I have to remember how much writing feels like flying before I can forget about the fall. I have to remember that I still am head over heels in love with what I do before I can take that first step into empty air and make something new.

And then I can forget about who might one day be watching my every word. I can sit down at my laptop, take a deep breath, imagine where I’m going,

and just


Scribbling Habits…and writerly downfalls…

Have you ever wanted to google your characters?

I write a lot from research, as many other writers do. If I’m working on a story, it’s normal for me to pop over to a search engine to ask what are the names of Italian masquerade masks? Victorian era poisons? What do said poisons smell like? Welsh word for lost? Current housing prices in New York? Extant circuses? Tempestarii?

Today I was thinking about a character I’ve spent an obsessively long time working on. And as I was working (on something entirely unrelated, of course), I thought When was his birthday again? I know it’s coming up. When did I say…but then, it’s not as if I can type into Google and expect them to have any idea what I’m talking about.

As if.

If the book were wildly popular and had a fandom to keep track of all these things for me, that would be something…but that implies that it’s also published.

Again, as if.

I think part of the reason this idea is so irritatingly attractive is because my organizational skills quite frankly, stink. I mollify myself with the idea that in a 1300+ page fantasy draft, everyone’s would.

Somewhere in that mass of letters I might have left myself a clue. But it’s just as possible it’s one of those things that is floating around in my head, that has been patiently waiting for me to stop reading other people’s books, working, blogging, procrastinating, and hiding in anxious terror as I debate whether or not it’s the right word.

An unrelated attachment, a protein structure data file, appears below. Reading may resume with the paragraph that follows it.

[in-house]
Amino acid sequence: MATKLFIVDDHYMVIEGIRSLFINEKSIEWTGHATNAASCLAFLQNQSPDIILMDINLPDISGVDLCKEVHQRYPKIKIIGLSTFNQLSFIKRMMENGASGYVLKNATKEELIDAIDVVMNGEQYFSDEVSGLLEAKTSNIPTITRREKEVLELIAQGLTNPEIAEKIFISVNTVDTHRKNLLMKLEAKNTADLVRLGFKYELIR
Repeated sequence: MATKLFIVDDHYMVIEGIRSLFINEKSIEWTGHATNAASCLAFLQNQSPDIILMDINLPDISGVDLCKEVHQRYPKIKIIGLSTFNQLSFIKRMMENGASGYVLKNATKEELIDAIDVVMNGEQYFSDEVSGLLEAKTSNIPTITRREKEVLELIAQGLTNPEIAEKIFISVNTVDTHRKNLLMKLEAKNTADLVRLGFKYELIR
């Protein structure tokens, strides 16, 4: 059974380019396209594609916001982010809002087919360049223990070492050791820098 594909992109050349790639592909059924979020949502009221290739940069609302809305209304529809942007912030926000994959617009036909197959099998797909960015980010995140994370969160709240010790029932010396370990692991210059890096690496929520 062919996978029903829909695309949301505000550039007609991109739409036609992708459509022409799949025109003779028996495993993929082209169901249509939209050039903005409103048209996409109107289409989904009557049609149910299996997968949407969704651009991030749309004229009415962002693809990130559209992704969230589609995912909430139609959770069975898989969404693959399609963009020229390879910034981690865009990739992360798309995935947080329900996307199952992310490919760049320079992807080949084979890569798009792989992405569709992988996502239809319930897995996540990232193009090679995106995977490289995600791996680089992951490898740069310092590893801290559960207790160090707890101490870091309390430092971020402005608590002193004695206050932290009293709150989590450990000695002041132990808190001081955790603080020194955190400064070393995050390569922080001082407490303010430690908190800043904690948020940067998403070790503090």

Because it’s so endlessly annoying to write a scene you know is perfect, has all the emotional pulls, and it just isn’t your day and the prose doesn’t flow.

So until I find my nerve and finish that story and it gets another hundred pages tacked on…

Would someone brilliant mind very much inventing a writing app so we can all google our characters?


Everyone has a Neverland. That’s what J.M. Barrie seems to say.

He says a lot of other things that people have henpecked bloody over the years. That’s not the point.

Everyone has something, somewhere, someone, they keep close when they shut their eyes. And, so it would seem, it’s only by forgetting, by refusing to admit this secret wonderful exists that the world has gone dull and grey.

Perhaps it’s just a fancy.

It’s true for me. I’m a writer. I don’t have to close my eyes to see a secret world of beautiful things. I carry it with me like a soft sweater on my shoulders no one sees. It’s there. Dark blue, in case you were wondering about the color. Although some days it takes on a purple shade.

It’s one of the things that makes me different from the rest of the world.

I don’t give up on stupid ideas. I don’t see the slightest reason why they shouldn’t be real.

I don’t find anything strange about regularly climbing on top of roofs. About spending a year in a balloon. Sailing alone across the sea. About, after you’ve had a perfectly happy career, ditching everything to join the circus.

In fact, I find I’d rather want to.

Sometimes I think I’m quite alone. Days when I go for a walk in the rain and everyone I pass gives an odd look at the hair dripping in my eyes. When I’ve asked the wrong question or said the wrong thing.

So I’m asking.

I have a list of someday-nevers running in my head. Things I’d do if I only had a pinch of nerve and half a chance. And I think I’m not the only one.

So tell me. Did you want to learn to juggle? Did you dream to see the world? Open a florist’s shop? Sing opera? Rule the world?

What adventure do you have that just needs a pinch of luck?

What is your Neverland?